United States v. Onken Bros. Co., 23 F.2d 367 (D. Wyo. 1927)

US District Court for the District of Wyoming - 23 F.2d 367 (D. Wyo. 1927)
October 14, 1927

23 F.2d 367 (1927)

UNITED STATES
v.
ONKEN BROS. CO., Inc., et al.

No. 1750.

District Court, D. Wyoming.

October 14, 1927.

Albert D. Walton, U. S. Atty., of Cheyenne, Wyo.

D. L. Webb, H. Berman, and Fred N. Holland, all of Denver, Colo., for defendants.

KENNEDY, District Judge.

This is a suit against the defendants to recover upon a bond, in which the petition has been challenged by a demurrer now before the court for determination. From the petition, as far as may be necessary for the consideration of the point involved, the facts appear to be as follows:

That the defendant, Onken Bros. Company, was engaged in business in Sheridan, Wyo., during the years 1917 and 1918; that in April, 1921, defendant was assessed for additional corporation income and profits taxes for the years first mentioned; that in May, 1921, a claim for abatement of the additional tax was filed; that in order to protect against the collection of the assessed taxes pending a hearing upon the claim for abatement the bond in controversy was filed, with the defendant Royal Indemnity Company as surety, by which it was provided that, in the event the claim for abatement should be rejected, the surety would insure the payment of the tax, with penalties and interest, and save the internal revenue collector harmless from liability under his bond by reason of any default in the payment of such assessed taxes; that subsequently, and in June, 1923, the claim for abatement was passed upon by the Commissioner, who allowed it for the year 1917, but rejected it for the year 1918; that demand was made for the payment of the finally assessed tax, and the defendant surety company notified of the default, and likewise a demand was made upon it, but payment was refused; and that in consequence of such situation the suit is brought upon the bond to recover the penal sum thereof, it being less than the entire amount of the assessed tax, penalties, and interest.

Under their demurrer, which challenges the petition on the ground that the petition fails to state facts sufficient to constitute a cause of action, the point is raised that the cause of action is barred by the statute of limitations, as fixed by section 250(d), Revenue Act of 1921 (chapter 136, 42 Stats. 227-265 [Comp. St. ยง 6336 1/8tt]), which provides that no suit or proceeding for the collection of any tax shall be begun after the expiration of five years after the date when the return was filed.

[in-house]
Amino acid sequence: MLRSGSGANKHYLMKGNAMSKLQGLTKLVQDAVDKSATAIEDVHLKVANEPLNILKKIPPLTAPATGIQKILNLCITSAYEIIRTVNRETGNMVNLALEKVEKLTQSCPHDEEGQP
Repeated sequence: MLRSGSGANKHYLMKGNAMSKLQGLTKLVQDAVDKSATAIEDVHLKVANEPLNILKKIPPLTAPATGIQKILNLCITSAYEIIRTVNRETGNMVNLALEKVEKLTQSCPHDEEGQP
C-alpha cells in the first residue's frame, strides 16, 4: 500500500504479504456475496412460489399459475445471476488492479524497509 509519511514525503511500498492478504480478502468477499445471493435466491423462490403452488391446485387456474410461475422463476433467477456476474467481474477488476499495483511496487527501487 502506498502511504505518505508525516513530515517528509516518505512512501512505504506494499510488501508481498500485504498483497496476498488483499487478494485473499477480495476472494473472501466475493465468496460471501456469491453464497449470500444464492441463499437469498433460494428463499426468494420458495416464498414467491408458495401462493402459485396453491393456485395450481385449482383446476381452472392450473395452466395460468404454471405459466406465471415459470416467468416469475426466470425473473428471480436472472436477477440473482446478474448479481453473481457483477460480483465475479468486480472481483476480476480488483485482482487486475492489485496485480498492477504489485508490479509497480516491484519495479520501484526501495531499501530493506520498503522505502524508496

Defendants chiefly rely upon the construction of that statute as laid down in the case of Bowers v. New York & Albany Co., 273 U.S. 346, 47 S. Ct. 389, 71 L. Ed. 676, which holds that the statute applies alike to a suit in court or to a proceeding by distraint after the lapse of the five-year period. Were this a suit on the part of the government to collect the tax, or were it a proceeding to enforce collection by distraint, that case would *368 undoubtedly be controlling. This is a suit upon a bond given to the plaintiff for the purpose of suspending further action or proceeding for the collection of the tax until the claim for abatement could be passed upon.

In the opinion of this court the bond is a separate and distinct agreement, representing voluntary action on the part of the government and the defendant against whom the tax was sought to be collected, which superseded and took the place of their rights and privileges under the revenue law limitation. Under that law the government, after the first assessment of the tax, could have sought collection by court procedure or by distraint. If it did not do so for a period of five years after the return was filed, the defendant was entitled to assert his rights guaranteed him by the statute of limitations. Through the promise and agreement represented by the bond, the rights of the parties under the revenue law were postponed and incorporated in the bond, which straightforwardly on its face insures the payment of the tax which may be subsequently determined in a consideration of the claim for abatement, and without mention of the time when such determination should be made. Under such a situation, the only limitation to apply would be the limitation governing suits upon bonds of this character, which is not the point involved here.

For the reasons stated, the demurrer will be overruled, and the defendants given 30 days within which to plead further, reserving to them their proper exceptions.

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